TCU men’s basketball broke their quarantine on Thursday against No. 15 Kansas after more than two weeks of cootie jail and three game postponements due to a COVID spread within the West Virginia and TCU programs. Coach Jamie Dixon announced via Twitter that he tested positive and was beginning to self-isolate. Despite how insensitive this may sound, it couldn’t have been a better time for the Frogs to retreat from the hardwood. Their last game in mid-January, against now-24th-ranked Oklahoma, was a microcosm of mediocrity against a team TCU almost never beats but is usually within one or two possessions of at the final buzzer. A three-game losing streak wasn’t the worst time to be forced to step back and reevaluate before dribbling into the latter half of their season. Dixon and company competed much better on Thursday compared to before their hiatus. The win eluded them, but the box score was much more palatable with an eight-point loss.
Minimal basketball to recap presents a golden opportunity to meet this year’s iteration of the consistently dominant Horned Frog men’s tennis team led by alumni letterman, Coach David Roditi. The Racket Frogs are currently tied for sixth in the national pre-season rankings with conference rival and 2019 national champion, Texas. TCU, Baylor, and UT have represented the Texas triad in past years, with all three consistently ranked in the Top 10 and delving deep in the national tournament year after year. Baylor has slipped a bit in the preseason rankings at 15th but has already proven themselves underestimated by sweeping 4th-ranked Michigan in Ann Arbor 4-0 during the Intercollegiate Tennis Association kickoff last weekend. The Longhorns — like TCU — hosted a portion of the ITA weekend starting with a 4-1 victory over Liberty and a hard-fought squeaker over ninth-ranked Florida in which UT lost the doubles point but were able to overcome the Gators 4-2 in singles matches to claim the overall victory and keep their undefeated record. TCU’s weekend was admittedly less exciting as Roditi and company belted Denver 5-0 before bullying Oklahoma 4-0 to also stay unblemished on the season.
This weekend features a “menage a tennis,” which should deliver answers to the possibility of TCU regaining the Big 12 men’s title. Texas will host Baylor on Saturday before Baylor hosts TCU on Sunday. Our Frogs won’t meet the Longhorns directly until the teams come together in early April at the beginning of dedicated conference play, but facing the Bears directly after they’ve volleyed with the burnt orange should provide a sneak peek of who the early conference frontrunner should be. Unfortunately, you won’t be allowed to catch any Frog tennis in person if the current attendance policy remains. Outdoor match attendance requires a pass that can be obtained only through a pre-approved list. What is usually a fun, family, and festival atmosphere at Bayard H. Friedman Tennis Center has been modified to prevent community spread of the virus. Tennis itself is considered by the CDC to be one of the safest sports to play during the pandemic, but TCU is taking extra precautions to protect fans as well. Luckily, outdoor matches will be livestreamed through the PlaySight website, and the link can be found through the official men’s tennis page.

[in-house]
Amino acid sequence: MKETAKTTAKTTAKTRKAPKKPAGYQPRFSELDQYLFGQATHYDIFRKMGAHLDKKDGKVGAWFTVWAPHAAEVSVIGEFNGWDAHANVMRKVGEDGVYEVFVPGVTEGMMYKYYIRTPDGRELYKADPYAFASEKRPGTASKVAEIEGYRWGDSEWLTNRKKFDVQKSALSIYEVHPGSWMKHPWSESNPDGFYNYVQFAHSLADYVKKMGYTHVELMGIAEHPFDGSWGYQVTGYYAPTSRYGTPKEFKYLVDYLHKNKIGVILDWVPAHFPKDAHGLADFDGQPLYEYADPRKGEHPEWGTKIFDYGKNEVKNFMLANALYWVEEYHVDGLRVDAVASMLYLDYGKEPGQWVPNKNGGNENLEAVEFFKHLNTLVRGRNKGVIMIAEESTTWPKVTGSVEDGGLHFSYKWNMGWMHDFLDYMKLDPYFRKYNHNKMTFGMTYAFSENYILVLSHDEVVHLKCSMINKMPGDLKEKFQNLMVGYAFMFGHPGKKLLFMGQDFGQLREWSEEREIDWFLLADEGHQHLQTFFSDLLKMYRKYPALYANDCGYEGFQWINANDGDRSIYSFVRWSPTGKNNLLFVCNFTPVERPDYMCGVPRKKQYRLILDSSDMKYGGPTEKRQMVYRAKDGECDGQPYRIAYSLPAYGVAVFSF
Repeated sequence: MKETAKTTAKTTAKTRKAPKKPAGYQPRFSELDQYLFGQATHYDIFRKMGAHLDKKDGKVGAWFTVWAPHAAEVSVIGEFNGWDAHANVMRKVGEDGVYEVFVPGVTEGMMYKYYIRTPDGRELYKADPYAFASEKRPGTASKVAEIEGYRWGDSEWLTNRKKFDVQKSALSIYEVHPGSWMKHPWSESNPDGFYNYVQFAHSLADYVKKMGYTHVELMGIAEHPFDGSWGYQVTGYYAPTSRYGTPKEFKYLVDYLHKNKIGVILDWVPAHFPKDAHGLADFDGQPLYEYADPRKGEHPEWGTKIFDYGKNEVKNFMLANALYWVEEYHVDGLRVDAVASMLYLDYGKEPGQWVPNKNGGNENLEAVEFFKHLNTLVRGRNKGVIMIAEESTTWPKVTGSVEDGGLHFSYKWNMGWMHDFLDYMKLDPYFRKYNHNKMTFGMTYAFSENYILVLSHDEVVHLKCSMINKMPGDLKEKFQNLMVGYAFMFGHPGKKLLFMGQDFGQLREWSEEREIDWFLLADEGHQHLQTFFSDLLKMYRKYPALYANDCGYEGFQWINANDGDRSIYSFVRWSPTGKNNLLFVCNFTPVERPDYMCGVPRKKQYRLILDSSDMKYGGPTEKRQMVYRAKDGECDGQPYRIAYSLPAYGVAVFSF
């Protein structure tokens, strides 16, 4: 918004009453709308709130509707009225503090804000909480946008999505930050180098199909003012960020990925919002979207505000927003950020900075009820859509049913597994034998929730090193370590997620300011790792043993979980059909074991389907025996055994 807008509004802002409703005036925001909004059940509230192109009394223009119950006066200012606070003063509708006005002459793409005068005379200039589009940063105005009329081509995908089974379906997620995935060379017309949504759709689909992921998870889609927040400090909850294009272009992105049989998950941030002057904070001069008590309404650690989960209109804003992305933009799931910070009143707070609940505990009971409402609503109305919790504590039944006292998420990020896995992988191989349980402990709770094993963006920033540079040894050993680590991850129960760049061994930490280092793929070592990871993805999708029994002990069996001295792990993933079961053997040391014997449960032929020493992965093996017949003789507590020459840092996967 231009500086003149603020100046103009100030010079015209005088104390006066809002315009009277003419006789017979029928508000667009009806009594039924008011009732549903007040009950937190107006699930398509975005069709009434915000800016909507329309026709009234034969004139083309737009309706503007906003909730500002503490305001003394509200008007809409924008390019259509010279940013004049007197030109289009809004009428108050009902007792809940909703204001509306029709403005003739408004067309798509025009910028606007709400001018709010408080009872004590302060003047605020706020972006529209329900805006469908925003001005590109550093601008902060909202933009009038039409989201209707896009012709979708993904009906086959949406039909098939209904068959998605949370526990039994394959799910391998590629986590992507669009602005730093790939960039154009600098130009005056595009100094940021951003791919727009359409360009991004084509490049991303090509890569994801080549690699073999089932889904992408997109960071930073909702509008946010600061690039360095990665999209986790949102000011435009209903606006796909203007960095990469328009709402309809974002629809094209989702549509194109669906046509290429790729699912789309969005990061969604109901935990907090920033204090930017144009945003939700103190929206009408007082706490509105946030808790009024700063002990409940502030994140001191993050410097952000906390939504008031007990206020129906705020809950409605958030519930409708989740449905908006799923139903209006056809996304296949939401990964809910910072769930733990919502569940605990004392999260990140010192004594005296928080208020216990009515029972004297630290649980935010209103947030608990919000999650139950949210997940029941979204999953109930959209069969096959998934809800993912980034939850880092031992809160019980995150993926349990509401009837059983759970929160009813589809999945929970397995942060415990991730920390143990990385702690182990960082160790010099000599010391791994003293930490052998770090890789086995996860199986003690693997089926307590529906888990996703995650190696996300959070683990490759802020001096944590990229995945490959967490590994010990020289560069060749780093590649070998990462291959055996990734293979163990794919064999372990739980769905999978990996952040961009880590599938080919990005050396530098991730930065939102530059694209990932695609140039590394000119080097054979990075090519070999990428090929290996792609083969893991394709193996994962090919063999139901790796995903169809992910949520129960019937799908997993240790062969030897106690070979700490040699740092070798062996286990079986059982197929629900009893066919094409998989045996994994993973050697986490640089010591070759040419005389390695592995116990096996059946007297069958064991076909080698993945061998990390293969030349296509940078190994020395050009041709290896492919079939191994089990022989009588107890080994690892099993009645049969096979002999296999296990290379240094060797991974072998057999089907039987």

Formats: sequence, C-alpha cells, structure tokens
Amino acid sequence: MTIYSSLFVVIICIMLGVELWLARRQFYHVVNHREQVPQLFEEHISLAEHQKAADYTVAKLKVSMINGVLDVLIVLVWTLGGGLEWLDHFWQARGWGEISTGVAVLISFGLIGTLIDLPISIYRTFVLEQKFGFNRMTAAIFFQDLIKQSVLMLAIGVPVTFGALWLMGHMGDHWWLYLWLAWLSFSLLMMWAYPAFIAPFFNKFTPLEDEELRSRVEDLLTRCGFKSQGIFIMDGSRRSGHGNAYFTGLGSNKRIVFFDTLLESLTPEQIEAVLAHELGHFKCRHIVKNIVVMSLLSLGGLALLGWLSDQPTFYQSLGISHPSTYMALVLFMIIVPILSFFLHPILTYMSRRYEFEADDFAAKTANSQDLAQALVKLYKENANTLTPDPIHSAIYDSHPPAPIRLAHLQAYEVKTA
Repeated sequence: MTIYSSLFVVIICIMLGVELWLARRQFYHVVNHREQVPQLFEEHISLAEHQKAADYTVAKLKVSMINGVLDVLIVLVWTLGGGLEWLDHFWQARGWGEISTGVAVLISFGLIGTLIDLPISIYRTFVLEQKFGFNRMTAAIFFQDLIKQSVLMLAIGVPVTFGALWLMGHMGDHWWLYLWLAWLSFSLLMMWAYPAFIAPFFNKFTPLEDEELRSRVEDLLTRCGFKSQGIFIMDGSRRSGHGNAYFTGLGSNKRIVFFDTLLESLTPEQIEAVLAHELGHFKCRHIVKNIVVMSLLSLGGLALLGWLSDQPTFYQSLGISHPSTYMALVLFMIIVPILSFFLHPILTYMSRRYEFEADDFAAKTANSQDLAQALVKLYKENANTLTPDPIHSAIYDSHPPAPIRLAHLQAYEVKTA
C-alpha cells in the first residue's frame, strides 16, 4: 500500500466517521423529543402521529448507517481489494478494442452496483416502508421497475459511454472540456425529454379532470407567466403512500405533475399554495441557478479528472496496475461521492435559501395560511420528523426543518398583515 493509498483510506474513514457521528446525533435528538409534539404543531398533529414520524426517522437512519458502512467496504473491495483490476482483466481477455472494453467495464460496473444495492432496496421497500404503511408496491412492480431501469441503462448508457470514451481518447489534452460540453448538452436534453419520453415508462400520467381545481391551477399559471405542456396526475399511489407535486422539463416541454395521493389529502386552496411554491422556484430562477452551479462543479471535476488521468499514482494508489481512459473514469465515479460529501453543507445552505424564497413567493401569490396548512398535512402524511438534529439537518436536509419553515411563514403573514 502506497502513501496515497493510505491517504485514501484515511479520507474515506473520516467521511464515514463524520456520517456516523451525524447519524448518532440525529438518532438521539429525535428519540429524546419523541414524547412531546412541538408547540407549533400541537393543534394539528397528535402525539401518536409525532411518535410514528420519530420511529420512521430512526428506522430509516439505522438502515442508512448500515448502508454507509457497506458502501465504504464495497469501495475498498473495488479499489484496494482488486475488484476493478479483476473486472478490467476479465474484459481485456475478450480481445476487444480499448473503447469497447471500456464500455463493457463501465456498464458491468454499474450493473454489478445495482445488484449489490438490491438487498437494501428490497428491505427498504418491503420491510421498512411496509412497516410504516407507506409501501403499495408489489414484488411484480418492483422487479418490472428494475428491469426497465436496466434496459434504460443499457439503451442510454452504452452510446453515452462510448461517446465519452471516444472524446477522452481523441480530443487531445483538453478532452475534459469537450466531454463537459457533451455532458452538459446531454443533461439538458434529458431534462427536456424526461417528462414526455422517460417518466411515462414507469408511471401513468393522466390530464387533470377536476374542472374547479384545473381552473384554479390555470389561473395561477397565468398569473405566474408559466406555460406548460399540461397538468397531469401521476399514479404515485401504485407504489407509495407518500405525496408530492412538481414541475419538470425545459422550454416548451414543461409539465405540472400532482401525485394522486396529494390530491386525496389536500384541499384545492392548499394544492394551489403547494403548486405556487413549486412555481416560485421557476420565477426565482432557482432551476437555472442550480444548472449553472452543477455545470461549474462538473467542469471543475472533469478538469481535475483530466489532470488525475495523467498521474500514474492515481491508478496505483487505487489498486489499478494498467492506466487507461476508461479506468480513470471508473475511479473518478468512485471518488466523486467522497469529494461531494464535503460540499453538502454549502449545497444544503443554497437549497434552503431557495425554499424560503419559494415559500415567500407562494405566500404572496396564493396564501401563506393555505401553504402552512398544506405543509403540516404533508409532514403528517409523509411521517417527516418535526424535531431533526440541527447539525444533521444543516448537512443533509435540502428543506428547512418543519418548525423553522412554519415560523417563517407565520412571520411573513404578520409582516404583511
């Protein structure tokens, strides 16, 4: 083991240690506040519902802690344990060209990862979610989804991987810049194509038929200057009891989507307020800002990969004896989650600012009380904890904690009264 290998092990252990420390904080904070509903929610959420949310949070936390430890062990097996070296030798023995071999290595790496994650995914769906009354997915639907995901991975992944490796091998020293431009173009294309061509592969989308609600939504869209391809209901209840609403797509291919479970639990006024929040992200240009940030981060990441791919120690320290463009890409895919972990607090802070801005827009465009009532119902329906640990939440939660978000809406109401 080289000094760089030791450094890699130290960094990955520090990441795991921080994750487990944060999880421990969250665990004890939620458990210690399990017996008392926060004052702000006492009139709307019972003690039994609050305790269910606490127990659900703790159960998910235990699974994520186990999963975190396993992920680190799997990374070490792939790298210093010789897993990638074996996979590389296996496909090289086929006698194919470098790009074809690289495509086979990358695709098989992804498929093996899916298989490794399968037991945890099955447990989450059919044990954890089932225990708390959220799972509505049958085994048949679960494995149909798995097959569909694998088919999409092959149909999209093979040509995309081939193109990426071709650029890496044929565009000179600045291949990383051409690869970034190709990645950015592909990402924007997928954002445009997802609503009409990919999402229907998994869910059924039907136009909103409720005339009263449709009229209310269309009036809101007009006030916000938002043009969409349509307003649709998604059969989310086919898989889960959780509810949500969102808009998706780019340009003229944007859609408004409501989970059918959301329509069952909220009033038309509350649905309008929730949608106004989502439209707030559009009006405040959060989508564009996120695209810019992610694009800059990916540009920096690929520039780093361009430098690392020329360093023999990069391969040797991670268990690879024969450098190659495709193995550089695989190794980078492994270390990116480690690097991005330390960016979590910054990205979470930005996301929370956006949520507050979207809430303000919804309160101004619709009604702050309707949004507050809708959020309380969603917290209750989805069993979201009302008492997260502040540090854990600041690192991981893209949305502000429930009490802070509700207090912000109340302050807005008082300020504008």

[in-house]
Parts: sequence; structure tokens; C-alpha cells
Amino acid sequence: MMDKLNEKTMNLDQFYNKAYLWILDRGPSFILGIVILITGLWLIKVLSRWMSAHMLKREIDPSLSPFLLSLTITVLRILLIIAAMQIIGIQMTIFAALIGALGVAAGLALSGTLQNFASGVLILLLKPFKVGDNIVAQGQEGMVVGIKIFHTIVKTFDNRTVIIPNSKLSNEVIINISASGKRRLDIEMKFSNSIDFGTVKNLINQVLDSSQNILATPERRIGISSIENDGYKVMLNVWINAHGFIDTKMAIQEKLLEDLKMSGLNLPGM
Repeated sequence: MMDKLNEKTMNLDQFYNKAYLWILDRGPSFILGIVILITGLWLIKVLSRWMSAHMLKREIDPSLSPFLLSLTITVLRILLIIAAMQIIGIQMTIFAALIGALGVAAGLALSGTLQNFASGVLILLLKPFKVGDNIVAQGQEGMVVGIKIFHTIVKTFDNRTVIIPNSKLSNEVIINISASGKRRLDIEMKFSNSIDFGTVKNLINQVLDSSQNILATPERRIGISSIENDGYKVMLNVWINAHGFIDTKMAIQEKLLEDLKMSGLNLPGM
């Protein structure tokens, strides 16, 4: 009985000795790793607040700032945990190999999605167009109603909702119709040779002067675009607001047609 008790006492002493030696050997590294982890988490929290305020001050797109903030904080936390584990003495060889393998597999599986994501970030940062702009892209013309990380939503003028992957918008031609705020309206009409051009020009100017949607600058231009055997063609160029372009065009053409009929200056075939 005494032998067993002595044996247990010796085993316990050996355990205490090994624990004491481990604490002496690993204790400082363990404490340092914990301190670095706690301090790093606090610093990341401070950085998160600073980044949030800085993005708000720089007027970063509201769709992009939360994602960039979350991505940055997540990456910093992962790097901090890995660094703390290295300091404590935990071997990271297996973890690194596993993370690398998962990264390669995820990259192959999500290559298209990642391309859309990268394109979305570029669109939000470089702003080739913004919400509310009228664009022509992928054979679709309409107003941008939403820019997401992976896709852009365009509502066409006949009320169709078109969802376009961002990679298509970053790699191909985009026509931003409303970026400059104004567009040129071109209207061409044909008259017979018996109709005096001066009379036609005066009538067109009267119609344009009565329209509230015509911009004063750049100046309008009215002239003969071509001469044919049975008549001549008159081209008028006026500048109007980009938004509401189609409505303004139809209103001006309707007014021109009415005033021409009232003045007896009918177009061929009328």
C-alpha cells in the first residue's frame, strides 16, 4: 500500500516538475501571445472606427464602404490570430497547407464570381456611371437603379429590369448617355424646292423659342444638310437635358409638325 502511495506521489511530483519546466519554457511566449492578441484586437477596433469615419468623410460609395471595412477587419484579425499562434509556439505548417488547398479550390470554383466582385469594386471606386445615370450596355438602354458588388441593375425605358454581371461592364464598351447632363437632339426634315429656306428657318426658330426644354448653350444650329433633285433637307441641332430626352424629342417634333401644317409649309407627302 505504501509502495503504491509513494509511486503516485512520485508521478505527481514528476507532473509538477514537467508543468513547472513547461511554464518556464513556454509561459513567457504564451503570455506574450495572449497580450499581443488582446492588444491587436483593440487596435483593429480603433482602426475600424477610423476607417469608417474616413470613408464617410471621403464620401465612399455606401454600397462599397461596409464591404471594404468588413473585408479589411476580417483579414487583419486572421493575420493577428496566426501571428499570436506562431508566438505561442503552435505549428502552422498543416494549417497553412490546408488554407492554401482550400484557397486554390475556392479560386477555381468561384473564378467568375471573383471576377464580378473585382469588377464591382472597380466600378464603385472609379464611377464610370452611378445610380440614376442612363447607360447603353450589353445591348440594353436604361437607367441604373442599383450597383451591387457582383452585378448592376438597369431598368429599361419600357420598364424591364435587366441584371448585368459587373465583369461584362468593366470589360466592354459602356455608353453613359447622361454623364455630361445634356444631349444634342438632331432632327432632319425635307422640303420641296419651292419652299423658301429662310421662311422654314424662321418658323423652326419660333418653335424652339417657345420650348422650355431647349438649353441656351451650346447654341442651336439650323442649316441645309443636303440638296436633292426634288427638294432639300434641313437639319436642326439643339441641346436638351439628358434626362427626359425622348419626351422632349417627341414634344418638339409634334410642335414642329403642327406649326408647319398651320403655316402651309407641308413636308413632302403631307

Roditi travels far and wide to find worthy competitors for his feature squad. You won’t find any local talent serving for the purple and white. In fact, there’s only one player even listed on their roster from the United States. Alastair Gray from England and the South African Bertus Kruger are the old men and should be very familiar to Fort Worth felt-heads. Kruger has always held his own and performed well near the fifth or sixth position on the singles ladder and oscillated between second and third line on doubles. Kruger has recently paired with Juan Martin — another junior — from Argentina at third-line doubles. Gray has evolved into the ace of the team — captain and most recently Big 12 player of the week — holding the top line in both singles and doubles where he’s paired with my personal man crush and second-line singles Frog: the 6-foot-6 Frenchman Luc Fomba. Gray is ranked 21st nationally in singles and Fomba 47th. Fomba’s length alone is intimidating, and the sophomore can hold serve with ease thanks to the sheer velocity he produces. The pair aren’t ranked as a doubles squad, but I expect that to change over the coming weeks. Middle twiddles at second-line doubles are sophomore Sander Jong from the Netherlands and freshman Tadeas Paroulek from the Czech Republic who are the 24th-ranked doubles pair nationally. Jong is also the 123rd-ranked singles player and occupies the third line. Finally, fourth on the singles ladder is another Czech freshman, Tomas Jirousek, who joined the team at the beginning of last year with Paroulek. Lineups change constantly in college Tennis, but you can consider the top three singles spots as locks for the remainder of this season with the possibility for changes near the bottom of the singles ladder. Keep an ear to the ground as these players progress toward the meat of their season. Men’s tennis and women’s rifle are the quiet kids who remain the most dominant athletes on campus.